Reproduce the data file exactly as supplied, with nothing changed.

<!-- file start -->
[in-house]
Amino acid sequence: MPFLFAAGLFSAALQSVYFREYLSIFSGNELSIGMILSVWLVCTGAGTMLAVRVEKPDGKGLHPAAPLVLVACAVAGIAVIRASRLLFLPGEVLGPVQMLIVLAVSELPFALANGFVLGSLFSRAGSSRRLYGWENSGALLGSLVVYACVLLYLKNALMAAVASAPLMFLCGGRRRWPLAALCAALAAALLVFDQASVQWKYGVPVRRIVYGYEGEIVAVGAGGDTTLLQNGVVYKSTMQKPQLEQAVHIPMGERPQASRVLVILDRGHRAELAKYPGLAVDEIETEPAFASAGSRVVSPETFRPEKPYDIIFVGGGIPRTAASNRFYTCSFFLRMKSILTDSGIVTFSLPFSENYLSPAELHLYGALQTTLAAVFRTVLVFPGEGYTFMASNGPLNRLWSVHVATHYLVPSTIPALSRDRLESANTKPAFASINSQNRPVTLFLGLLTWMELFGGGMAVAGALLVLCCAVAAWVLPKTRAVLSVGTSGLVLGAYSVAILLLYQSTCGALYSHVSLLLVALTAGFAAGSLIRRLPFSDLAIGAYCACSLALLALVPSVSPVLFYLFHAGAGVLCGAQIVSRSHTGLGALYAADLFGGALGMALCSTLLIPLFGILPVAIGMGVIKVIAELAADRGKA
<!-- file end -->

[in-house]
Amino acid sequence: MPFLFAAGLFSAALQSVYFREYLSIFSGNELSIGMILSVWLVCTGAGTMLAVRVEKPDGKGLHPAAPLVLVACAVAGIAVIRASRLLFLPGEVLGPVQMLIVLAVSELPFALANGFVLGSLFSRAGSSRRLYGWENSGALLGSLVVYACVLLYLKNALMAAVASAPLMFLCGGRRRWPLAALCAALAAALLVFDQASVQWKYGVPVRRIVYGYEGEIVAVGAGGDTTLLQNGVVYKSTMQKPQLEQAVHIPMGERPQASRVLVILDRGHRAELAKYPGLAVDEIETEPAFASAGSRVVSPETFRPEKPYDIIFVGGGIPRTAASNRFYTCSFFLRMKSILTDSGIVTFSLPFSENYLSPAELHLYGALQTTLAAVFRTVLVFPGEGYTFMASNGPLNRLWSVHVATHYLVPSTIPALSRDRLESANTKPAFASINSQNRPVTLFLGLLTWMELFGGGMAVAGALLVLCCAVAAWVLPKTRAVLSVGTSGLVLGAYSVAILLLYQSTCGALYSHVSLLLVALTAGFAAGSLIRRLPFSDLAIGAYCACSLALLALVPSVSPVLFYLFHAGAGVLCGAQIVSRSHTGLGALYAADLFGGALGMALCSTLLIPLFGILPVAIGMGVIKVIAELAADRGKA